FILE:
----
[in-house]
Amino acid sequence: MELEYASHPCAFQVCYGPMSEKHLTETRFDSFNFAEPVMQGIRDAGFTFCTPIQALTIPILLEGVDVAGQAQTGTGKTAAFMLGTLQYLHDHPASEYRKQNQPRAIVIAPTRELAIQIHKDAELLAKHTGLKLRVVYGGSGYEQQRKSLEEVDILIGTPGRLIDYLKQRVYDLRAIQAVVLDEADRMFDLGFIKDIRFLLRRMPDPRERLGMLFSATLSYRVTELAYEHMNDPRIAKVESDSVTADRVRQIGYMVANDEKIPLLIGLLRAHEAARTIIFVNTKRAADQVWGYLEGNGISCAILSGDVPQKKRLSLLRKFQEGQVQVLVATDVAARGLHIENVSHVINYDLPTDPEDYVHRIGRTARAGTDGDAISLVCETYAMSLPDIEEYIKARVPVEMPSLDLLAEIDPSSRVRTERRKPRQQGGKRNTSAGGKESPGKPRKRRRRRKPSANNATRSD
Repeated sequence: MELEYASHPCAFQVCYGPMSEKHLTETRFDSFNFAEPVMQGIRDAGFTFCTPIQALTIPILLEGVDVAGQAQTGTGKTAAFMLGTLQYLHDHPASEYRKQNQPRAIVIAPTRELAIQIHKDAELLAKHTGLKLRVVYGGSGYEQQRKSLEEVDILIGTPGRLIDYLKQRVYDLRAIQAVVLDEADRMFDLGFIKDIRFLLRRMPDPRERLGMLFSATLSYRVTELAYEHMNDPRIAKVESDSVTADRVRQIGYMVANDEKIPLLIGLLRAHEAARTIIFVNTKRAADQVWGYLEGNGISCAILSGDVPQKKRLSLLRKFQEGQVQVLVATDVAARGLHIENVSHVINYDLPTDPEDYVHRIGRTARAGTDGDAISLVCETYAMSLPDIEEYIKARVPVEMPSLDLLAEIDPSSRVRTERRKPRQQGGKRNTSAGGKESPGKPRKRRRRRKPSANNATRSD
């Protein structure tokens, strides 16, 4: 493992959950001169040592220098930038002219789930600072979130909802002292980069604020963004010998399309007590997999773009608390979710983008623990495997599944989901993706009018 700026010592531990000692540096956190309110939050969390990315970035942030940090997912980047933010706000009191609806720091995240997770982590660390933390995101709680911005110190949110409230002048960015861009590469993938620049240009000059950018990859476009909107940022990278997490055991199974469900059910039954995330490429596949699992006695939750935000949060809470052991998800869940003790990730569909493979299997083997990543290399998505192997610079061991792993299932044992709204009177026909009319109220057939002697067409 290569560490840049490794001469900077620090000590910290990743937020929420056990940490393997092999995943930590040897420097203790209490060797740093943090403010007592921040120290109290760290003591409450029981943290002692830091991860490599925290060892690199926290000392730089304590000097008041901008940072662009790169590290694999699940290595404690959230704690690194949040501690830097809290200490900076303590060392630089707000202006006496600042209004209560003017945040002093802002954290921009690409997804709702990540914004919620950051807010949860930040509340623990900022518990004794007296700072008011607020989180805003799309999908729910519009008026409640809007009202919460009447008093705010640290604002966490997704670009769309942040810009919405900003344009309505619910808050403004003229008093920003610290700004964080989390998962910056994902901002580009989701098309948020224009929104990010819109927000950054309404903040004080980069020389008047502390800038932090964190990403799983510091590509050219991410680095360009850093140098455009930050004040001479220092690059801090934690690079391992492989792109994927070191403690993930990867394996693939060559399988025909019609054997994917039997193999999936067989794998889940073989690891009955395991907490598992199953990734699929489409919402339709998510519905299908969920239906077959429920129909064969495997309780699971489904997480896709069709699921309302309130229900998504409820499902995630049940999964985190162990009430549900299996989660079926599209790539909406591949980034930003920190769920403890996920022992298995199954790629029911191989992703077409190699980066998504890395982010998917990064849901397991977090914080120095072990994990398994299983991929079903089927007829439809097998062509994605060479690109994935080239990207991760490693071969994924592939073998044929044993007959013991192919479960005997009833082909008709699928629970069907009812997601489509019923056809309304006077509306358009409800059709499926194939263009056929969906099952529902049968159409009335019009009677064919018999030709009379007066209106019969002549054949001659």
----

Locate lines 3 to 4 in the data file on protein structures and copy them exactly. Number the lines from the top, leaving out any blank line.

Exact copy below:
Repeated sequence: MELEYASHPCAFQVCYGPMSEKHLTETRFDSFNFAEPVMQGIRDAGFTFCTPIQALTIPILLEGVDVAGQAQTGTGKTAAFMLGTLQYLHDHPASEYRKQNQPRAIVIAPTRELAIQIHKDAELLAKHTGLKLRVVYGGSGYEQQRKSLEEVDILIGTPGRLIDYLKQRVYDLRAIQAVVLDEADRMFDLGFIKDIRFLLRRMPDPRERLGMLFSATLSYRVTELAYEHMNDPRIAKVESDSVTADRVRQIGYMVANDEKIPLLIGLLRAHEAARTIIFVNTKRAADQVWGYLEGNGISCAILSGDVPQKKRLSLLRKFQEGQVQVLVATDVAARGLHIENVSHVINYDLPTDPEDYVHRIGRTARAGTDGDAISLVCETYAMSLPDIEEYIKARVPVEMPSLDLLAEIDPSSRVRTERRKPRQQGGKRNTSAGGKESPGKPRKRRRRRKPSANNATRSD
């Protein structure tokens, strides 16, 4: 493992959950001169040592220098930038002219789930600072979130909802002292980069604020963004010998399309007590997999773009608390979710983008623990495997599944989901993706009018 700026010592531990000692540096956190309110939050969390990315970035942030940090997912980047933010706000009191609806720091995240997770982590660390933390995101709680911005110190949110409230002048960015861009590469993938620049240009000059950018990859476009909107940022990278997490055991199974469900059910039954995330490429596949699992006695939750935000949060809470052991998800869940003790990730569909493979299997083997990543290399998505192997610079061991792993299932044992709204009177026909009319109220057939002697067409 290569560490840049490794001469900077620090000590910290990743937020929420056990940490393997092999995943930590040897420097203790209490060797740093943090403010007592921040120290109290760290003591409450029981943290002692830091991860490599925290060892690199926290000392730089304590000097008041901008940072662009790169590290694999699940290595404690959230704690690194949040501690830097809290200490900076303590060392630089707000202006006496600042209004209560003017945040002093802002954290921009690409997804709702990540914004919620950051807010949860930040509340623990900022518990004794007296700072008011607020989180805003799309999908729910519009008026409640809007009202919460009447008093705010640290604002966490997704670009769309942040810009919405900003344009309505619910808050403004003229008093920003610290700004964080989390998962910056994902901002580009989701098309948020224009929104990010819109927000950054309404903040004080980069020389008047502390800038932090964190990403799983510091590509050219991410680095360009850093140098455009930050004040001479220092690059801090934690690079391992492989792109994927070191403690993930990867394996693939060559399988025909019609054997994917039997193999999936067989794998889940073989690891009955395991907490598992199953990734699929489409919402339709998510519905299908969920239906077959429920129909064969495997309780699971489904997480896709069709699921309302309130229900998504409820499902995630049940999964985190162990009430549900299996989660079926599209790539909406591949980034930003920190769920403890996920022992298995199954790629029911191989992703077409190699980066998504890395982010998917990064849901397991977090914080120095072990994990398994299983991929079903089927007829439809097998062509994605060479690109994935080239990207991760490693071969994924592939073998044929044993007959013991192919479960005997009833082909008709699928629970069907009812997601489509019923056809309304006077509306358009409800059709499926194939263009056929969906099952529902049968159409009335019009009677064919018999030709009379007066209106019969002549054949001659």